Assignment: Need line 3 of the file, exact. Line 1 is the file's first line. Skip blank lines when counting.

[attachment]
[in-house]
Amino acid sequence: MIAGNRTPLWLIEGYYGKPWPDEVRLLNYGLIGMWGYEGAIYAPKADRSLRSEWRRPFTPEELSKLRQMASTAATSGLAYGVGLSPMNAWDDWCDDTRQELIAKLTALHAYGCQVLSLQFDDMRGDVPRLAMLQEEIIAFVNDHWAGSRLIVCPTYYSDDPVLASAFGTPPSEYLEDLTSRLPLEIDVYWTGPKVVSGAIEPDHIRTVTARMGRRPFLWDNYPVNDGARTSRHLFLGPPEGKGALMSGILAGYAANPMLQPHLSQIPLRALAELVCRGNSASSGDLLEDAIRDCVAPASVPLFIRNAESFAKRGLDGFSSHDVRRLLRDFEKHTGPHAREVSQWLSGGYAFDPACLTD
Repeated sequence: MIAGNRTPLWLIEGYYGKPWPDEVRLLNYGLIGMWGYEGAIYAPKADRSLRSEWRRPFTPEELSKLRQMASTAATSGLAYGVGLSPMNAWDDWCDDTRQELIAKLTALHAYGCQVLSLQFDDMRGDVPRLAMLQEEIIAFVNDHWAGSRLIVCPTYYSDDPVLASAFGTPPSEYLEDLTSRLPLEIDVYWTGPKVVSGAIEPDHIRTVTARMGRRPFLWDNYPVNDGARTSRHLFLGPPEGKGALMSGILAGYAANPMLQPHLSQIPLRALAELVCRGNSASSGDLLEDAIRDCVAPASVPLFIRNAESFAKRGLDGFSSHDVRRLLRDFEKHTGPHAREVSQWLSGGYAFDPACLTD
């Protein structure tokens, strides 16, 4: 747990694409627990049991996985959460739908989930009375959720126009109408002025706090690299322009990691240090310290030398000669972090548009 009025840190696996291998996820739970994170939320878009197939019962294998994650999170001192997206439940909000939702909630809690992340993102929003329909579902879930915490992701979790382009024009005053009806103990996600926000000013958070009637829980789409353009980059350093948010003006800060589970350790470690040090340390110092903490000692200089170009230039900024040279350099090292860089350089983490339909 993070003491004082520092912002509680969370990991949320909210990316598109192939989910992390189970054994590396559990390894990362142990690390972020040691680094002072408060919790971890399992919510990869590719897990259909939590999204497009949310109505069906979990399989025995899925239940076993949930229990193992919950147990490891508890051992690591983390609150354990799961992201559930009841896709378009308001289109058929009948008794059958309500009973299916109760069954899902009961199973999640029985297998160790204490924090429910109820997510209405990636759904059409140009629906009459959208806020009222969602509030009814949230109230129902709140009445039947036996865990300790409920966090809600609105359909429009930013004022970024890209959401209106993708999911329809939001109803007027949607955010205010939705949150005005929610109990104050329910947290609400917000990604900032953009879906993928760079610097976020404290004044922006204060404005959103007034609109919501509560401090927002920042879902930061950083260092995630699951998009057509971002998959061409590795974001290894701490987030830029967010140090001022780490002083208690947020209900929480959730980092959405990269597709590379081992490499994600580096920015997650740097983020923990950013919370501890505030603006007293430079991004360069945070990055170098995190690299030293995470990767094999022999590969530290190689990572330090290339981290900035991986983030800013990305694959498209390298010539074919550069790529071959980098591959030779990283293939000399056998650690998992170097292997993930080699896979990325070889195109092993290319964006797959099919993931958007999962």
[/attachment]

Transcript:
Repeated sequence: MIAGNRTPLWLIEGYYGKPWPDEVRLLNYGLIGMWGYEGAIYAPKADRSLRSEWRRPFTPEELSKLRQMASTAATSGLAYGVGLSPMNAWDDWCDDTRQELIAKLTALHAYGCQVLSLQFDDMRGDVPRLAMLQEEIIAFVNDHWAGSRLIVCPTYYSDDPVLASAFGTPPSEYLEDLTSRLPLEIDVYWTGPKVVSGAIEPDHIRTVTARMGRRPFLWDNYPVNDGARTSRHLFLGPPEGKGALMSGILAGYAANPMLQPHLSQIPLRALAELVCRGNSASSGDLLEDAIRDCVAPASVPLFIRNAESFAKRGLDGFSSHDVRRLLRDFEKHTGPHAREVSQWLSGGYAFDPACLTD